Finally, at nearly 11 am, we pulled into RFK Stadium. That, too, was a powerful moment, a moment in which I got a sense of collectivity, of coming together: a sea of buses, as far as the eye could see, crossing over the bridges from every direction. One of the women in a seat in front of me handed around a bag of pink fleece hats (not exactly pussy hats) that a friend had made, because she wanted to come, and couldn't. I took one, and wore it, not because I wanted a pussy hat -- I'm not certain I feel I can be taken seriously in a pink hat with cat ears, though I do appreciate the humor, which is much needed -- but because I wanted to carry another woman with me. Because that's what I was there for: for women who might not have as much of a voice as I do, who might not be as fortunate as I am. For my friend who was diagnosed with breast cancer less than a month ago and was able to get treated while it was still Stage 1. For my friend who goes to PP for mammograms because she can't afford them otherwise. For friends who have been survivors of domestic violence and sexual assault. For friends who are raising children with a same-sex partner. For colleagues with PhDs who have been stopped and frisked on the commute home because they're Black. For my first generation and low income college students, some of whom come from families who voted for the new administration, and who deserve elementary and high schools that are held accountable for their students, and that support students with learning disabilities.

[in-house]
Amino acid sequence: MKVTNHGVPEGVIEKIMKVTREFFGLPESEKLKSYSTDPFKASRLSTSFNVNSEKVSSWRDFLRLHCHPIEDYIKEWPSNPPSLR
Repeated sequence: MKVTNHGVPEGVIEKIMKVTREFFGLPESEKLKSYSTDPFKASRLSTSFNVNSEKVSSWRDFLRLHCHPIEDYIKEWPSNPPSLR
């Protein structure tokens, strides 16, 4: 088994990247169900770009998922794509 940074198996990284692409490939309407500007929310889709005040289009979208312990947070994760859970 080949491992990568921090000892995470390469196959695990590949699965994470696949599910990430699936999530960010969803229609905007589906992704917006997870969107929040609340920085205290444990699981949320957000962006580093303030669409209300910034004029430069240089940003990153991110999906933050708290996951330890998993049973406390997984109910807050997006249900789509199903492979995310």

We decided to walk, instead of taking the metro, and though we dispersed quickly, one of the women on the bus stuck with me; we decided to be "buddies" for the day. Neither one of us seemed to be extroverts, but we managed to make conversation about our workplaces (she implements the ACA), children, college, choices, women's experiences, and commentary on the witty, thoughtful, diverse protest signs. Which was the sort of thing that happened all day: overhearing conversations about people who were from somewhere else, but shared some hope (or fear) for the next four years.
Just past the Capitol, we caught our first glimpse of the crowd, which stretched in every direction as far as we could see. It was hard to get a sense of scale from the middle of it, and wherever we went after a certain point, it was clear we weren't going anywhere.